Paper No. 162-66
Presentation Time: 9:00 AM-6:30 PM
BEETLES, BEES, BURROWS, ROOTS, AND DINOSAURS: DECIPHERING THE ICHNOLOGY OF THE TWIN MOUNTAINS FORMATION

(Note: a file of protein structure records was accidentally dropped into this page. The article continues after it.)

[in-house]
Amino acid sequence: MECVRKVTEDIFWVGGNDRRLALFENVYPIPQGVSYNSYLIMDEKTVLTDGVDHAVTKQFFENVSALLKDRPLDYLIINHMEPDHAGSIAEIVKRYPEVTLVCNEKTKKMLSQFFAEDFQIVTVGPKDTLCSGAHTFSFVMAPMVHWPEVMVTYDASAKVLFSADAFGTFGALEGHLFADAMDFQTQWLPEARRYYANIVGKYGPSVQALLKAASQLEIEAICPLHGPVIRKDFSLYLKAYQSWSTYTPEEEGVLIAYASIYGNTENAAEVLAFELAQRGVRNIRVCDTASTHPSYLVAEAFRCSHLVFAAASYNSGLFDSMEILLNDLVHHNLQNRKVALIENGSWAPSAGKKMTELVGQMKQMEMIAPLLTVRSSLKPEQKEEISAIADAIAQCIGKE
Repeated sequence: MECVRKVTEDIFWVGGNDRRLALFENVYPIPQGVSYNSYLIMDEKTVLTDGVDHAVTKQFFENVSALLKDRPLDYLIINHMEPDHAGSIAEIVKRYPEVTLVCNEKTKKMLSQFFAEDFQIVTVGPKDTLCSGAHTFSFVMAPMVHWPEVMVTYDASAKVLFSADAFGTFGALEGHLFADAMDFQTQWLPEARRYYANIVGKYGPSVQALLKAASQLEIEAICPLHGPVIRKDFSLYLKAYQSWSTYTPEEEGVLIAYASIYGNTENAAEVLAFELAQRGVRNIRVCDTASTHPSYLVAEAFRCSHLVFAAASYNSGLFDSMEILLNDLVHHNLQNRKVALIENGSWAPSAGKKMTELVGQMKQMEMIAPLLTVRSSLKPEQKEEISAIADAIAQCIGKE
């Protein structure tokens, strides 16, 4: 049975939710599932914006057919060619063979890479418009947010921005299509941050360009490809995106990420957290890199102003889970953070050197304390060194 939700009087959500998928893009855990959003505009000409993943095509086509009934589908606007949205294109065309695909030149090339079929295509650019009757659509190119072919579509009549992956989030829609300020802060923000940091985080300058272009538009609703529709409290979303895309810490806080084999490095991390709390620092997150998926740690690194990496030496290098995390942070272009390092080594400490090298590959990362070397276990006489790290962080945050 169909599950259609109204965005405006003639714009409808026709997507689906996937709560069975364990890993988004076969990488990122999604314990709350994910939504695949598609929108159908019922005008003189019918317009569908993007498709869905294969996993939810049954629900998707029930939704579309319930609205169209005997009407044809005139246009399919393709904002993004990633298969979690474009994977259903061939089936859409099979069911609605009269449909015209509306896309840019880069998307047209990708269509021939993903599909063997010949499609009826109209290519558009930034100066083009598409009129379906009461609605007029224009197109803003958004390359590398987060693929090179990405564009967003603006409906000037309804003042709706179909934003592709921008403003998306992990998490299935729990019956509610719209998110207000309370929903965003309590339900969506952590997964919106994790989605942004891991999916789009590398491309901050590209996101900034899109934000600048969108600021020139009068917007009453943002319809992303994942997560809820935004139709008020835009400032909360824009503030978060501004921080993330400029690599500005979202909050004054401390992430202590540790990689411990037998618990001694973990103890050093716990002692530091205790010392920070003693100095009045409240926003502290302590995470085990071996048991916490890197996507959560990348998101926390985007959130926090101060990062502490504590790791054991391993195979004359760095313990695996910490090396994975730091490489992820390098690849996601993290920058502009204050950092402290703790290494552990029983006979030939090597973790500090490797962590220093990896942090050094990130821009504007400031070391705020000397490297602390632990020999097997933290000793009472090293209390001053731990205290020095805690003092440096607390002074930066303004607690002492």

The Twin Mountains Formation sandstone is known to contain a diverse assemblage of plant and animal fossils. From a newly studied site, located on a road cut along Farm to Market Road 1188, east of the community of Bluff Dale, Erath County, Texas, USA, there is abundant petrified gymnosperm wood, large elongate concretions, gastroliths, a large, pronounced boring to a small segment of petrified wood, as well as many smaller borings into a larger log of petrified wood. The distinctive concretion structures, composed of loosely cemented sand, resemble either rhizocretions or perhaps small terrestrial vertebrate burrows. The characterization of this sand as a terrestrial depositional environment for this material and the relative lack of post-maceration boring in the wood suggests rapid burial in the sands of the Twin Mountains Formation. The identification of both the nature of the concretion structures, the trace maker associated with both the solitary as well as the smaller wood borings are the focus of this study, providing a more complex picture of the ecology of this locality in the Lower Cretaceous.